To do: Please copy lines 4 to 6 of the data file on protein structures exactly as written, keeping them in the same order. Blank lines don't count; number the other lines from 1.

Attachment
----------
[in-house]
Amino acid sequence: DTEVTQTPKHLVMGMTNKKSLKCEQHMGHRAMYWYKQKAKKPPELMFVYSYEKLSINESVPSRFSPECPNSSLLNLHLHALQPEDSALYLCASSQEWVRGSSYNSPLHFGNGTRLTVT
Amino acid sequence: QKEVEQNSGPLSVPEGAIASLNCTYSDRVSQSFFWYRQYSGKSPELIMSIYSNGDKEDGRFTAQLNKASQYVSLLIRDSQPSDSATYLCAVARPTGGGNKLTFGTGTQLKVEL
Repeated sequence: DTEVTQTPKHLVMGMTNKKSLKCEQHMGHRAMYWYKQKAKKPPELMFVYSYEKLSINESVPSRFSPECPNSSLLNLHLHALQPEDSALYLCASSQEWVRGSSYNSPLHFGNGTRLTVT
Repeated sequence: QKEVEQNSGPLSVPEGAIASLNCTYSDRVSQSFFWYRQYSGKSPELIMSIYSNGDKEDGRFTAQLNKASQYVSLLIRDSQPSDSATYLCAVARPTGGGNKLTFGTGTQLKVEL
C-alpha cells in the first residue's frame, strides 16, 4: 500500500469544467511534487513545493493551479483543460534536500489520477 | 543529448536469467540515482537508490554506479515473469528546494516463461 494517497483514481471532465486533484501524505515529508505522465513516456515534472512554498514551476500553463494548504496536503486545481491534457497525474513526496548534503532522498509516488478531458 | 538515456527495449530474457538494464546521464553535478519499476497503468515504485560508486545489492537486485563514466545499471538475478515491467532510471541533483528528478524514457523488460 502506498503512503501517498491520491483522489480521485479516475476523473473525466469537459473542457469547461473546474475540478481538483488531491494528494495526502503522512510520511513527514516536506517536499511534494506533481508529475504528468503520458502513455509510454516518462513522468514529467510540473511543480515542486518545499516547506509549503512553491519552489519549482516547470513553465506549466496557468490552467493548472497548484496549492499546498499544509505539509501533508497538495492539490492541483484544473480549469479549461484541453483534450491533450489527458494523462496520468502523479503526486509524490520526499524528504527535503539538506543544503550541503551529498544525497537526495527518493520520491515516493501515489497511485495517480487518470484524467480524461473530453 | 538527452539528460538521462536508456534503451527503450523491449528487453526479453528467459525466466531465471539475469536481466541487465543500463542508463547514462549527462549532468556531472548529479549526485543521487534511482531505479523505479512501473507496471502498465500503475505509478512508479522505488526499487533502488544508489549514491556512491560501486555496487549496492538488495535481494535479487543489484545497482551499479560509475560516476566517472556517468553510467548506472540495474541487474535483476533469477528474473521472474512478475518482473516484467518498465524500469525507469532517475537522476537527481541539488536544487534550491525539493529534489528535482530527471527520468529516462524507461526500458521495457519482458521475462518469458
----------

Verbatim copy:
Repeated sequence: DTEVTQTPKHLVMGMTNKKSLKCEQHMGHRAMYWYKQKAKKPPELMFVYSYEKLSINESVPSRFSPECPNSSLLNLHLHALQPEDSALYLCASSQEWVRGSSYNSPLHFGNGTRLTVT
Repeated sequence: QKEVEQNSGPLSVPEGAIASLNCTYSDRVSQSFFWYRQYSGKSPELIMSIYSNGDKEDGRFTAQLNKASQYVSLLIRDSQPSDSATYLCAVARPTGGGNKLTFGTGTQLKVEL
C-alpha cells in the first residue's frame, strides 16, 4: 500500500469544467511534487513545493493551479483543460534536500489520477 | 543529448536469467540515482537508490554506479515473469528546494516463461 494517497483514481471532465486533484501524505515529508505522465513516456515534472512554498514551476500553463494548504496536503486545481491534457497525474513526496548534503532522498509516488478531458 | 538515456527495449530474457538494464546521464553535478519499476497503468515504485560508486545489492537486485563514466545499471538475478515491467532510471541533483528528478524514457523488460 502506498503512503501517498491520491483522489480521485479516475476523473473525466469537459473542457469547461473546474475540478481538483488531491494528494495526502503522512510520511513527514516536506517536499511534494506533481508529475504528468503520458502513455509510454516518462513522468514529467510540473511543480515542486518545499516547506509549503512553491519552489519549482516547470513553465506549466496557468490552467493548472497548484496549492499546498499544509505539509501533508497538495492539490492541483484544473480549469479549461484541453483534450491533450489527458494523462496520468502523479503526486509524490520526499524528504527535503539538506543544503550541503551529498544525497537526495527518493520520491515516493501515489497511485495517480487518470484524467480524461473530453 | 538527452539528460538521462536508456534503451527503450523491449528487453526479453528467459525466466531465471539475469536481466541487465543500463542508463547514462549527462549532468556531472548529479549526485543521487534511482531505479523505479512501473507496471502498465500503475505509478512508479522505488526499487533502488544508489549514491556512491560501486555496487549496492538488495535481494535479487543489484545497482551499479560509475560516476566517472556517468553510467548506472540495474541487474535483476533469477528474473521472474512478475518482473516484467518498465524500469525507469532517475537522476537527481541539488536544487534550491525539493529534489528535482530527471527520468529516462524507461526500458521495457519482458521475462518469458